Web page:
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FINDING REASON

Posted by radio On December - 19 - 2012

Picture taken from chekadigital.co.za

[By Chloe Smith]

 REASON is a relatively new name in the South African Hip Hop scene. His debut album, Audio 3D, was released in June this year to an enthusiastic local fan-base. The first single, Do It Like I Can, quickly became popular and saw a decent amount of air-time all over the country. Radiobiz caught up with REASON as the debut screening of the video for A LOT ON MY MIND, his latest single.

 So how did you get into the music industry?

Proverb got me in. I played him my music, asked him what he thought of it, he gave me a review and introduced me to a couple of his music-industry friends. And the rest is history.

 Your single “Do It Like I Can” won an award at the South African Hip Hop Awards. How did that feel?

That was quite cool. That was a real honour, truly because I’ve seen the song grow from where it was this time last year. More so because it was recorded three times! The song has grown and come alive and I’ve seen it performed. People look at me funny when I’m performing it with people jumping and screaming. So I’m really excited about that.

 Was not being able to collect your first award as a musician difficult for you?

I think it was a nice story. I kind of felt that it was cool to have somebody go up on stage and say that Reason couldn’t come and accept his award because he’s shooting a video.

 His decision to host the screening of his latest video, A Lot On My Mind, in Newtown was a bold move. Most artists opt for the glamorous, high-end venues, especially when they’re new to the scene and want to make a name for themselves quickly. REASON is just as ambitious as the rest of them but I think that he understands his scene and the people that make up the Hip Hop scene better.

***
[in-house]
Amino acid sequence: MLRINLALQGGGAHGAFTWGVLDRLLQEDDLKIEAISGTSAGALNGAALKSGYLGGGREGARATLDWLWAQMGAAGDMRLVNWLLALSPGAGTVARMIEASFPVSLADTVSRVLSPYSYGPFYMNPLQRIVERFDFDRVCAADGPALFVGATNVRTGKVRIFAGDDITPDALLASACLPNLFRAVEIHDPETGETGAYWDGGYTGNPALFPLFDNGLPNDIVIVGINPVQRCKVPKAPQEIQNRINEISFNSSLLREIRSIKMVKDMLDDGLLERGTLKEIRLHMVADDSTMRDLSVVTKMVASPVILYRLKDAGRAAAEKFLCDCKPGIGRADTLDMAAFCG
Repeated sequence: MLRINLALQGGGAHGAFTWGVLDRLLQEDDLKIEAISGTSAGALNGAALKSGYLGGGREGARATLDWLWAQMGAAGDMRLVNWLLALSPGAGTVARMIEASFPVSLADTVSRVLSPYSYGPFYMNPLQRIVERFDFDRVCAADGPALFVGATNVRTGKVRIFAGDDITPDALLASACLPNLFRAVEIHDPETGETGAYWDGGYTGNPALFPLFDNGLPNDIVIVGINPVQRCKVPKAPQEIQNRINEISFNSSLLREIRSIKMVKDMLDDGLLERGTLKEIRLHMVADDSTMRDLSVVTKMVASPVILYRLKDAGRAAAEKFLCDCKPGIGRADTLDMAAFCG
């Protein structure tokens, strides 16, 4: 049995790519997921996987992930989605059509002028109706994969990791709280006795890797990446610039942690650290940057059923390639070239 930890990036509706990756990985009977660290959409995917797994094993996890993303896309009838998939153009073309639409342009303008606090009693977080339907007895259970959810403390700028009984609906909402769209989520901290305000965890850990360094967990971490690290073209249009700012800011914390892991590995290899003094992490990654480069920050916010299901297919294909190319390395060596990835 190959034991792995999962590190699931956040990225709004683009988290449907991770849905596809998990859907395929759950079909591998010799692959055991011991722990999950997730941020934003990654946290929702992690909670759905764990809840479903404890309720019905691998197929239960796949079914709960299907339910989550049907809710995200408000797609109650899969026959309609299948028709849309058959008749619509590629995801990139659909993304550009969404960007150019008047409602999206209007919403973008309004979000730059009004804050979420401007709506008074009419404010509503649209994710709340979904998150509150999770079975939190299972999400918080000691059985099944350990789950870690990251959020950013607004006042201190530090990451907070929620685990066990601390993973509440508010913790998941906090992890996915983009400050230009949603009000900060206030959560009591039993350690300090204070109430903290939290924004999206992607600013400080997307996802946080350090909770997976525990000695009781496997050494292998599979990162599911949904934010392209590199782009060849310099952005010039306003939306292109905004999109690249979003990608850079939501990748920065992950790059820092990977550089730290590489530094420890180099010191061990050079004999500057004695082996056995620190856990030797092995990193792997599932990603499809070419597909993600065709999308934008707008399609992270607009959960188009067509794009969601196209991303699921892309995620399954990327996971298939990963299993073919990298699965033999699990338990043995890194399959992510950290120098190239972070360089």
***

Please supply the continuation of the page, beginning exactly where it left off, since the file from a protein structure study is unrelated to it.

What was the background behind “A Lot On My Mind”?

There was a lot on my mind at that time in my life. I was broke, my girlfriend wasn’t working, my grandmother was sick so I was going out to drink to forget about it. I was just in that weird space. I also had an album coming out so it was quite an awkward time. So that’s what the song was about – that period in life. But I think for the most part, we put it out as second single because we realised how much people could relate to the song. Everybody’s got a lot on their minds. So that’s why we put it out as the second single. Apart from the fact that it’s a banging song.

 One could say that choosing Kitcheners as the venue communicated an older, more seasoned glamour and style and that by choosing to screen the video there, REASON was linking the underground side of Hip Hop to his single. A bold and clever move – unlike glamorous screenings, no one had any qualms about raising their glasses in the air and grooving the minute A Lot On My Mind came on.

 What was the filming process like for the “A Lot On My Mind” music video?